More by this author

Robert Locke

Author of Ziger the Tiger Stories, a health enthusiast specializing in relationships, life improvement and mental health.

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Last Updated on March 30, 2020

What Does Self-Conscious Mean? (And How to Stop Being It)

What Does Self-Conscious Mean? (And How to Stop Being It)

Have you ever walked into a room and felt like your nerves simply couldn’t handle it? Your heart beats fast, you start to sweat, and you feel like all eyes are on you (even if they’re really not). This is just one of the many ways that being self-conscious can rear its ugly head.

You may not even realize you’re self-conscious, and you may be wondering, “What does self-conscious mean?” That’s a good place to start.

This article will define self-consciousness, show how practically everyone has faced it at one point or another, and give you tips to avoid it.

What Does Self-Conscious Mean?

According to the Merriam-Webster dictionary, self-conscious is defined as “conscious of one’s own acts or states as belonging to or originating in oneself.”[1]

Not so bad, right? There’s another definition, though — one that speaks more to what you’re going through: “feeling uncomfortably conscious of oneself as an object of the observation of others.” For those of us who regularly deal with extreme self-consciousness, that second definition sounds about right.

There are many different ways self-consciousness can spring up. You may feel self-conscious around people you know, like your family members or closest friends. You may feel self-conscious at work, even though you spend hours every week around your co-workers. Or you may feel self-conscious when out in public and surrounded by strangers. However, you probably don’t feel self-conscious when you’re home alone.

How to Stop Being Too Self-Conscious

When you’re in the throes of self-consciousness, it’s nearly impossible to remember how to stop feeling that way. That’s why it’s so important to prepare ahead of time, when you’re feeling ready to tackle the problem instead of succumbing to it.

Here are a variety of ways to feel better about yourself and stop thinking about how others see you.

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1. Ask Yourself, “So What?”

One way to banish negative, self-conscious thoughts is to do just that: banish them.

The next time you walk into a room and feel your face getting red, think to yourself, “So what?” How much does it really matter if people don’t like how you look or act? What’s the worst that could happen?

Most of the time, you’ll find that you don’t have a good answer to this question. Then, you can immediately start assigning such thoughts less importance. With self-awareness, you can acknowledge that your negative thoughts are present and realize that you don’t agree with them.[2] They’re just thoughts, after all.

2. Be Honest

A lie that self-consciousness might tell is that there’s one way to act or feel. Honestly, though, everyone else is just figuring life out as well. There isn’t a preferred way to show up to an event, gathering, or public place. What you can do is be honest with your feelings and thoughts.[3]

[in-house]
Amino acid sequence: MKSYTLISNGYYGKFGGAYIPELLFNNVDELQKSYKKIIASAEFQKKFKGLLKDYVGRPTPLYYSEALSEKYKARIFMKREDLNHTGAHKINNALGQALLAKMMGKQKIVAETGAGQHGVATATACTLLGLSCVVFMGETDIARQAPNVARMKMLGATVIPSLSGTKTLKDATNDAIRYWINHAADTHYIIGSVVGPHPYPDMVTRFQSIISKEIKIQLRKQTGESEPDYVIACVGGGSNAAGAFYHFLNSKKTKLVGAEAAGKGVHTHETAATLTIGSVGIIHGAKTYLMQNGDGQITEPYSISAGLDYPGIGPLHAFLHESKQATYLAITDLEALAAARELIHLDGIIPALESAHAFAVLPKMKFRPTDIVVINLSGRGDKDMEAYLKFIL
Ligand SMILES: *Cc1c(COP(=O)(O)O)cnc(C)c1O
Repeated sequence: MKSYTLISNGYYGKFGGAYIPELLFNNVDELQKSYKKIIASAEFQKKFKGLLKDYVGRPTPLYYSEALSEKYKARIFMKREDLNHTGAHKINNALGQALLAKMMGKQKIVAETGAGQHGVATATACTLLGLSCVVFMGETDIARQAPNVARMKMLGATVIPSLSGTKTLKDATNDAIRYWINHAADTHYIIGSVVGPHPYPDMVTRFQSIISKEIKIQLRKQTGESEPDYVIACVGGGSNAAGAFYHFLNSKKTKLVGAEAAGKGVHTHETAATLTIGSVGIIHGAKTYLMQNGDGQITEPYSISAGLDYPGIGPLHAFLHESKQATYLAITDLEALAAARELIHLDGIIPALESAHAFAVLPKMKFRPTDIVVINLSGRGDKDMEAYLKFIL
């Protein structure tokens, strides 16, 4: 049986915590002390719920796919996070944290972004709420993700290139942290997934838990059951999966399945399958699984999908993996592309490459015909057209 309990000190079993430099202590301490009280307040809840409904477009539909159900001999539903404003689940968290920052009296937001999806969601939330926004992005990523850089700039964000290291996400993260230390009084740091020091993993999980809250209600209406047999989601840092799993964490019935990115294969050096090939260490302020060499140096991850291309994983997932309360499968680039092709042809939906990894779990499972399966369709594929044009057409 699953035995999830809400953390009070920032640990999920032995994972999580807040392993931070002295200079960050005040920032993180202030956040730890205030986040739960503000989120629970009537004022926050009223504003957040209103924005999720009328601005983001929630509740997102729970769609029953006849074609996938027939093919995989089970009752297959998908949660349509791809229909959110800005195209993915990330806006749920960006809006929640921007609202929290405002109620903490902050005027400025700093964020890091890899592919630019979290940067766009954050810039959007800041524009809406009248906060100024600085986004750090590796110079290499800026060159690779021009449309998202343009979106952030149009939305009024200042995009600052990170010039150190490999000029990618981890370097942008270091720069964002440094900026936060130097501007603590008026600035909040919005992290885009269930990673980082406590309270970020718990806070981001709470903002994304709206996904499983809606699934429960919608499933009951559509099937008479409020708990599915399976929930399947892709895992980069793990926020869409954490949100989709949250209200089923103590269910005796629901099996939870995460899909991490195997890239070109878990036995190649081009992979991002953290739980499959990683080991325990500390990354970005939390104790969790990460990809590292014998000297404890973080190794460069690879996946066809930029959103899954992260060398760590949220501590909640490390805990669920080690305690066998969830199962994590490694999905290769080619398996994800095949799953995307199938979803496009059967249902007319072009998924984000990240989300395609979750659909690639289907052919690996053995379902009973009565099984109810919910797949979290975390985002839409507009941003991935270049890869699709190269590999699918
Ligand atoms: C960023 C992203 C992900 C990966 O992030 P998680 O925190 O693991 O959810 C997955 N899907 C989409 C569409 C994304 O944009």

If you feel offended by something someone says, you don’t have to smile to be polite or laugh to fit in with the crowd. Instead, you can politely say why you disagree or excuse yourself and find a group of people who you relate to better. If you’re nervous, don’t overcompensate by trying to look relaxed and casual — it’ll be obvious you’re putting on a front. Instead, nothing is more endearing than saying, “I’m a little nervous!” to a room of people who probably feel the exact same way.

On the same note, if you don’t understand why someone wants you to do something, question it. You can do this at work, at home, or even with people you don’t know well. Nobody should force you to do something you don’t want to do.

Also, even if you’re willing to do what’s asked of you, there’s nothing wrong with asking for more clarification. People will realize that you’re not a person to be bossed around.

3. Understand Why You’re Struggling at Work

Being self-conscious at work can get in the way of your daily responsibilities, your relationships with co-workers, and even your career as a whole. If you’re facing some sort of conflict but you’re too nervous to speak up, you may be at the whim of what happens to you instead of taking some control.

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If you’re usually confident at work, you may be wondering where this new self-consciousness is coming from. It’s possible that you’re dealing with burnout.[4] Common signs are anxiety, fatigue and distraction, all of which can leave you feeling under-confident.

4. Succeed at Something

When you create success in your life, it’s easier to feel confident[5] and less self-conscious. If you feel self-conscious at work, finish the project that’s been looming over your head. If you feel self-conscious in the gym, complete an advanced workout class.

Exposing yourself to what you’re scared of and then succeeding at it in some way (even just by finishing it) can do wonders for your self-esteem. The more confidence you build, the more likely you are to have more success in the future, which will create a cycle of confidence-building.

5. Treat All of You — Not Just Your Self-Consciousness

Trying to solve your self-consciousness alone may not treat the root of the problem. Instead, take a well-rounded approach to lower your self-consciousness and build confidence in areas where you may struggle.